New Testament Reading Guide -March 12-18, 2012

How do I use this reading guide?

1 Corinthians 7:25-31

What is Paul’s advice to those who are single? Married? We normally see singleness as a ‘problem’ to be solved. How does Paul view it? Why does Paul encourage single people to stay single, even though he says it is not a sin to get married?

How does Paul call us to view our lives and the stuff or our world? How do we view our marriages? Our happiness or sadness? Our possessions? Why?

1 Corinthians 7:32-40

Why does Paul encourage unmarried men and women to remain single? What advantages are there to remaining single? For what reason should a single person pursue marriage? What does Paul have to say to widows and widowers? Why do you think Paul is keen on encouraging us to stay ‘as we are’?

1 Corinthians 8:1-13

The subject of eating meat sacrificed to idols was a controversial subject for those living in the pagan Roman world. The meat from animals sacrificed to the local gods were offered for sale in cities like Corinth and Christians fought over whether it was allowable for them to each such meat.

How does Paul answer this question, ‘is it right for Christians to eat meat sacrificed to idols’? How does Paul view these other ‘gods’? Under what circumstances should Christians, who have no problem with eating meat sacrificed to idols, not eat it? Why are Christians sometimes called to lay aside their freedoms? In a church you will have both strong and weak Christians. Who should sacrifice for whom? Why?

1 Corinthians 9:1-15– Sacrificing freedoms and personal rights.

What freedoms did Paul lay aside that were his by right as an apostle (messenger, one who was sent) of Jesus Christ? For what purpose does he surrender these rights? What good does Paul put ahead of his own personal happiness and fulfillment?

1 Corinthians 9:16-27 – Sacrificing freedoms and personal rights.

How does Paul live differently based on who he is preaching to?  Paul says that when he is with the Jews he lives like a Jew and when he is with gentiles (those without the law) he lives like a gentile.  Why?

For Paul to become like a Jew in order to win the Jews meant that in their presence, he held to Jewish customs and practices, such as keeping Kosher. Paul understood that he was no longer bound by these cultural practices, but for the sake of his audience, he keeps their traditions so that they will be able to hear the message of Jesus Christ.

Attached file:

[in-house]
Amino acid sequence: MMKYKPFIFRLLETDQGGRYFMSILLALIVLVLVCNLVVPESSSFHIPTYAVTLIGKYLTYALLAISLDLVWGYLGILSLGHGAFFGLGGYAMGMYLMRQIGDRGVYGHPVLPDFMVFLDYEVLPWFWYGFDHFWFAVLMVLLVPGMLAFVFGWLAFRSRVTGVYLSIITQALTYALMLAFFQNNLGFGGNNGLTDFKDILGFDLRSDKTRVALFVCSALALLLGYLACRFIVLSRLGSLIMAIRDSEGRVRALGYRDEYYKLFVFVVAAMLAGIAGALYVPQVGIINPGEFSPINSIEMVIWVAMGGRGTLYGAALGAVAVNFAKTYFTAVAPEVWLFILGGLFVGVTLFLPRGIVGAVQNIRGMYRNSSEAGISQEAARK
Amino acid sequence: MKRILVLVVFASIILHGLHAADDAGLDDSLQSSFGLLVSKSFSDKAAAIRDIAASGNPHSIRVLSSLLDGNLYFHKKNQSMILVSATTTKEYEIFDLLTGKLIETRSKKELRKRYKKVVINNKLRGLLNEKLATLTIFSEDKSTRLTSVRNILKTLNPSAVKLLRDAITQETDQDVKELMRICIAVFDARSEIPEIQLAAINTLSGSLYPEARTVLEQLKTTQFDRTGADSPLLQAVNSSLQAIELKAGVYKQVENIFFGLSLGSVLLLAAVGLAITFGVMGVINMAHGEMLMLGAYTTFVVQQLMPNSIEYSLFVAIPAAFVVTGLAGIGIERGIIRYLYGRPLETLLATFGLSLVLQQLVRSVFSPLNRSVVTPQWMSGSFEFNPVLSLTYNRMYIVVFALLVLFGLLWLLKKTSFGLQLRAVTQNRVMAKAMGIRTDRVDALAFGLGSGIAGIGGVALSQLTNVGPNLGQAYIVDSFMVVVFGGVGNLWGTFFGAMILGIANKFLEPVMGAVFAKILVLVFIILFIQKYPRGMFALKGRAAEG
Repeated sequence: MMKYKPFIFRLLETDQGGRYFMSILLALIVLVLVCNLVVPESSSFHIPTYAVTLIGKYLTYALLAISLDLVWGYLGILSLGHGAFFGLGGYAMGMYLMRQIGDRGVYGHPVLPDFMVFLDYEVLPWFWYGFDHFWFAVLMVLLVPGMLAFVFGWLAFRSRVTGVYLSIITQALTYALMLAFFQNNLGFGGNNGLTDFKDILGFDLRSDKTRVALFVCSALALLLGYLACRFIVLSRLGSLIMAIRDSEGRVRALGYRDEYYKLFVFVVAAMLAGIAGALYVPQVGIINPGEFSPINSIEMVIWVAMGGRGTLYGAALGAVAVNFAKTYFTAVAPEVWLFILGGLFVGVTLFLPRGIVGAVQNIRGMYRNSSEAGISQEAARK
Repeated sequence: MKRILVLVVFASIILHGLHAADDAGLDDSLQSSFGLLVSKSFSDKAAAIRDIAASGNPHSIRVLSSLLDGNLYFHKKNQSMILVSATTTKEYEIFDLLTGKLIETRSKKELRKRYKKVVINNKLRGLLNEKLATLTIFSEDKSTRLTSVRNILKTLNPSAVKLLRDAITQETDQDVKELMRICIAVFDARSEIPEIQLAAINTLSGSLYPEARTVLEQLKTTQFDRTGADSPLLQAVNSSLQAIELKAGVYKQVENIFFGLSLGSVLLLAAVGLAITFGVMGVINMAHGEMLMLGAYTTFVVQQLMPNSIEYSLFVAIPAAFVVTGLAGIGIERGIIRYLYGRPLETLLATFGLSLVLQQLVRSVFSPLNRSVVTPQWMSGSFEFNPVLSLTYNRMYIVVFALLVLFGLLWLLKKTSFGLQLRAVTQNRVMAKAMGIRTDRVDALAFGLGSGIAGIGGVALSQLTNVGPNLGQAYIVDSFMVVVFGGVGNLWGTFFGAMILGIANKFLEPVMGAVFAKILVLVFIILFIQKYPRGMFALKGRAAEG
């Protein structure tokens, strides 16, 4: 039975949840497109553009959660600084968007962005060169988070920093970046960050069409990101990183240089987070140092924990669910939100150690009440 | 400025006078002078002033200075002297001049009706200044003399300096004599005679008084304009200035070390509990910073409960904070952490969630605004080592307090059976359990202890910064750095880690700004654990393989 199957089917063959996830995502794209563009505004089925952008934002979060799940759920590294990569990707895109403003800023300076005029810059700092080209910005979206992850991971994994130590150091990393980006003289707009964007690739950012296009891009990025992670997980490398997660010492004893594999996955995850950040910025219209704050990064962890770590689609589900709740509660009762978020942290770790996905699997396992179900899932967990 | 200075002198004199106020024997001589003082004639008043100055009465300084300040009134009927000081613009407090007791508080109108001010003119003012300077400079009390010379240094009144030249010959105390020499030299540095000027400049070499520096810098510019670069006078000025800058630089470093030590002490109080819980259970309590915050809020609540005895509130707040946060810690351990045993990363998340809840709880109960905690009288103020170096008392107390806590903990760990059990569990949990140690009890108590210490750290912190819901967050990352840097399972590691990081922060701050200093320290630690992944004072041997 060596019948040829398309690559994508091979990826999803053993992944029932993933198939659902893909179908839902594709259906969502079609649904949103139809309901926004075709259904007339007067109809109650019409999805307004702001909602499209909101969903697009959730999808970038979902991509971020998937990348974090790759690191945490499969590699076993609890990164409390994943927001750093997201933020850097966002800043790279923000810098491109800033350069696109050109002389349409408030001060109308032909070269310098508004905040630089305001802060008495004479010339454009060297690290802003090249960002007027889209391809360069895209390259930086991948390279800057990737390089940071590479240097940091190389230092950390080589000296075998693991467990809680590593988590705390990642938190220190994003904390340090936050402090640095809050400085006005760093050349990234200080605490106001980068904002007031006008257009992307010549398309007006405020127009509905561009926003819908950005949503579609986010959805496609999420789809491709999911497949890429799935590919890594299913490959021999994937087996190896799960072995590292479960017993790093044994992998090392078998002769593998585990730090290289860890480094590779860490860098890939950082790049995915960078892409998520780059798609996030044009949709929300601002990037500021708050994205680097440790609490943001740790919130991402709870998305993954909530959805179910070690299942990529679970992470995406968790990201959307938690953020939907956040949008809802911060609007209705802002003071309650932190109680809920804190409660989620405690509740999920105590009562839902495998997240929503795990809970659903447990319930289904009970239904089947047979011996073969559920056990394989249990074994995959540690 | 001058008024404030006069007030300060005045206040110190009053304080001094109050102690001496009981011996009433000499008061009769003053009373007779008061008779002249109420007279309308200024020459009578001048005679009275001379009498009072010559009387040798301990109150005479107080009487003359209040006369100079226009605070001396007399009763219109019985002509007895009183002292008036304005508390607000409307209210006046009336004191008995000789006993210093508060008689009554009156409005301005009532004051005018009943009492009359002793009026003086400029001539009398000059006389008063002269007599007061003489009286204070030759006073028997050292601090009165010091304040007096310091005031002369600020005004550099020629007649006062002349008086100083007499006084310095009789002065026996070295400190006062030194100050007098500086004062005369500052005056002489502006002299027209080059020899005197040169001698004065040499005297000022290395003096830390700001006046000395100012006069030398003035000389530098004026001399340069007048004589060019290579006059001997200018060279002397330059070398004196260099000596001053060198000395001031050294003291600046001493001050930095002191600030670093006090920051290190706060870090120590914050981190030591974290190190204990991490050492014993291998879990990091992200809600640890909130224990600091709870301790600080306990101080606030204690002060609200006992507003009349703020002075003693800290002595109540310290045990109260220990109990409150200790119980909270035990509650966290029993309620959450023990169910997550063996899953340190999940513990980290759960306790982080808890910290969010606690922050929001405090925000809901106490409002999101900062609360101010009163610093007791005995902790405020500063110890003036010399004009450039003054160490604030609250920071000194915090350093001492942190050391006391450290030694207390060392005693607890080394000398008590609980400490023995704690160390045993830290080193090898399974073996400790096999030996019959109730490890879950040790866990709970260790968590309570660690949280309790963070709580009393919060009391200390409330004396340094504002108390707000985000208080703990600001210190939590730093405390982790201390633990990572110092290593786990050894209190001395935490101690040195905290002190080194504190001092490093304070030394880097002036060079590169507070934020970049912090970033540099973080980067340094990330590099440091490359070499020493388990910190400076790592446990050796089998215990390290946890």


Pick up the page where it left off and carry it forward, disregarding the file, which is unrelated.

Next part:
Paul compares the christian life to the life of an athlete in training. What would your spiritual life look like if you approached your faith the way an athlete prepares for the Olympics?

1 Corinthians 10:1-13 – The Desert.

Paul compares the Christian life to the history of Israel. While Israel endured 400 years of slavery in Egypt, we also were slaves to sin. Israel became a free people when God parted the Red Sea and they passed through the waters (were baptized) while the pursuing Egyptian army was destroyed. We became free when we came to faith in Jesus Christ and were baptized in His name. But the Red Sea and our baptism and conversion is only the beginning of the journey, not the end. There is a desert we must cross before we reach the Promised Land (heaven) and eternal life with our Father. How does Israel’s experience in the wilderness serve as a warning to us as we journey towards the Promised Land? What must we believe to overcome temptation?

Romans 8:11-25

What does it mean for us that we have the Spirit who raised Jesus from the dead living in us according to verse 11? What is true about us now that we have the Holy Spirit?
In Christ there is now no obligation to _________________. (verse 12)

What will happen if we live according to the sinful nature (flesh in some translations)?  How do you put to death your sin?  How does God’s Holy Spirit go to war against fear, the core of our flesh and sinful nature?  How does God’s Holy Spirit help us in our present struggles with sin and the sufferings we experience in this world?

How does Paul deal with his present suffering in verse 18? What hope does he have for himself in God’s creation?

Paul calls the first signs of the future restored creation the fruits of the Spirit.  In some sense this new world has already begun for ourselves because we have these firstfruits. While the new world has already begun what do we look forward to? How does this hope impact us and the way we live today?

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